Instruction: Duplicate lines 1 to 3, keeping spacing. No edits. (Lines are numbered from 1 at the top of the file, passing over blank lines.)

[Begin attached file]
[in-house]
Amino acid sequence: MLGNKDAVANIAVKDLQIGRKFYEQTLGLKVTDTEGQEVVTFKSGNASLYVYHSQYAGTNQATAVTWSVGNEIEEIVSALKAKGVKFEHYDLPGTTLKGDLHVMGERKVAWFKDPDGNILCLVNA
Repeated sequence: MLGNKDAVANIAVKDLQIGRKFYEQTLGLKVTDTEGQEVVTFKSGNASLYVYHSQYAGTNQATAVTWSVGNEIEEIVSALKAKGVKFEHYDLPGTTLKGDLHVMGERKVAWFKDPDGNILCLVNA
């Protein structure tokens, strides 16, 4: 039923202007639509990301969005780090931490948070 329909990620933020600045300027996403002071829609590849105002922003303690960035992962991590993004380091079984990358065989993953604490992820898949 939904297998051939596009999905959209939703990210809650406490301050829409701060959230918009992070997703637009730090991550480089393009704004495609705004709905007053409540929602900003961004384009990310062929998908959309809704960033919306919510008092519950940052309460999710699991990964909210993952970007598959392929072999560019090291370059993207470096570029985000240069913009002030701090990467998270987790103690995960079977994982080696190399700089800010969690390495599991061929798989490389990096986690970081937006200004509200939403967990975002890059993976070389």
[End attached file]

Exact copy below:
[in-house]
Amino acid sequence: MLGNKDAVANIAVKDLQIGRKFYEQTLGLKVTDTEGQEVVTFKSGNASLYVYHSQYAGTNQATAVTWSVGNEIEEIVSALKAKGVKFEHYDLPGTTLKGDLHVMGERKVAWFKDPDGNILCLVNA
Repeated sequence: MLGNKDAVANIAVKDLQIGRKFYEQTLGLKVTDTEGQEVVTFKSGNASLYVYHSQYAGTNQATAVTWSVGNEIEEIVSALKAKGVKFEHYDLPGTTLKGDLHVMGERKVAWFKDPDGNILCLVNA